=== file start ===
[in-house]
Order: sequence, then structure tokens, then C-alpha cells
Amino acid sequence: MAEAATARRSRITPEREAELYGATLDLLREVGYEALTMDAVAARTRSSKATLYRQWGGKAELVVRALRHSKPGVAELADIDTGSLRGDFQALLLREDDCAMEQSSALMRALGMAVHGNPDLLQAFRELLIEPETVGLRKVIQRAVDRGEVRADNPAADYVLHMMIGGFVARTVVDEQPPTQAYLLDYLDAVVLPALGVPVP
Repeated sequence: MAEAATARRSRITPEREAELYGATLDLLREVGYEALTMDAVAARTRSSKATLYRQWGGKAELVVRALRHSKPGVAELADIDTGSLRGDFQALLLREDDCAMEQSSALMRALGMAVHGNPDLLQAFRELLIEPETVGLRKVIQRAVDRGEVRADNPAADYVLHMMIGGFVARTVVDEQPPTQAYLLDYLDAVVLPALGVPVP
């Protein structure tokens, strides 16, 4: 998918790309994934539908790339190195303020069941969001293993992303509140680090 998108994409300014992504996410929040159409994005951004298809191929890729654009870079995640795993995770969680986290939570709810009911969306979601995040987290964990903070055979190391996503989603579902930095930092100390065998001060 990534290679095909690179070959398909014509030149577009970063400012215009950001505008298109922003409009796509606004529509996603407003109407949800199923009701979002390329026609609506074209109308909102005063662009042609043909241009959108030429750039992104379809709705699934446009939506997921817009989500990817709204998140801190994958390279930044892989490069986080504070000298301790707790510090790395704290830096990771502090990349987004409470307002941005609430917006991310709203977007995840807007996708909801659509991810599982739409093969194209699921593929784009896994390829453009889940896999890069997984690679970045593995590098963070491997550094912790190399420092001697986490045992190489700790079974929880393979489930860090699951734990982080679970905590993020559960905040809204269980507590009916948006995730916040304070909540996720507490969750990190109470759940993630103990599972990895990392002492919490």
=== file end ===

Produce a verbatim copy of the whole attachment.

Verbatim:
[in-house]
Order: sequence, then structure tokens, then C-alpha cells
Amino acid sequence: MAEAATARRSRITPEREAELYGATLDLLREVGYEALTMDAVAARTRSSKATLYRQWGGKAELVVRALRHSKPGVAELADIDTGSLRGDFQALLLREDDCAMEQSSALMRALGMAVHGNPDLLQAFRELLIEPETVGLRKVIQRAVDRGEVRADNPAADYVLHMMIGGFVARTVVDEQPPTQAYLLDYLDAVVLPALGVPVP
Repeated sequence: MAEAATARRSRITPEREAELYGATLDLLREVGYEALTMDAVAARTRSSKATLYRQWGGKAELVVRALRHSKPGVAELADIDTGSLRGDFQALLLREDDCAMEQSSALMRALGMAVHGNPDLLQAFRELLIEPETVGLRKVIQRAVDRGEVRADNPAADYVLHMMIGGFVARTVVDEQPPTQAYLLDYLDAVVLPALGVPVP
């Protein structure tokens, strides 16, 4: 998918790309994934539908790339190195303020069941969001293993992303509140680090 998108994409300014992504996410929040159409994005951004298809191929890729654009870079995640795993995770969680986290939570709810009911969306979601995040987290964990903070055979190391996503989603579902930095930092100390065998001060 990534290679095909690179070959398909014509030149577009970063400012215009950001505008298109922003409009796509606004529509996603407003109407949800199923009701979002390329026609609506074209109308909102005063662009042609043909241009959108030429750039992104379809709705699934446009939506997921817009989500990817709204998140801190994958390279930044892989490069986080504070000298301790707790510090790395704290830096990771502090990349987004409470307002941005609430917006991310709203977007995840807007996708909801659509991810599982739409093969194209699921593929784009896994390829453009889940896999890069997984690679970045593995590098963070491997550094912790190399420092001697986490045992190489700790079974929880393979489930860090699951734990982080679970905590993020559960905040809204269980507590009916948006995730916040304070909540996720507490969750990190109470759940993630103990599972990895990392002492919490």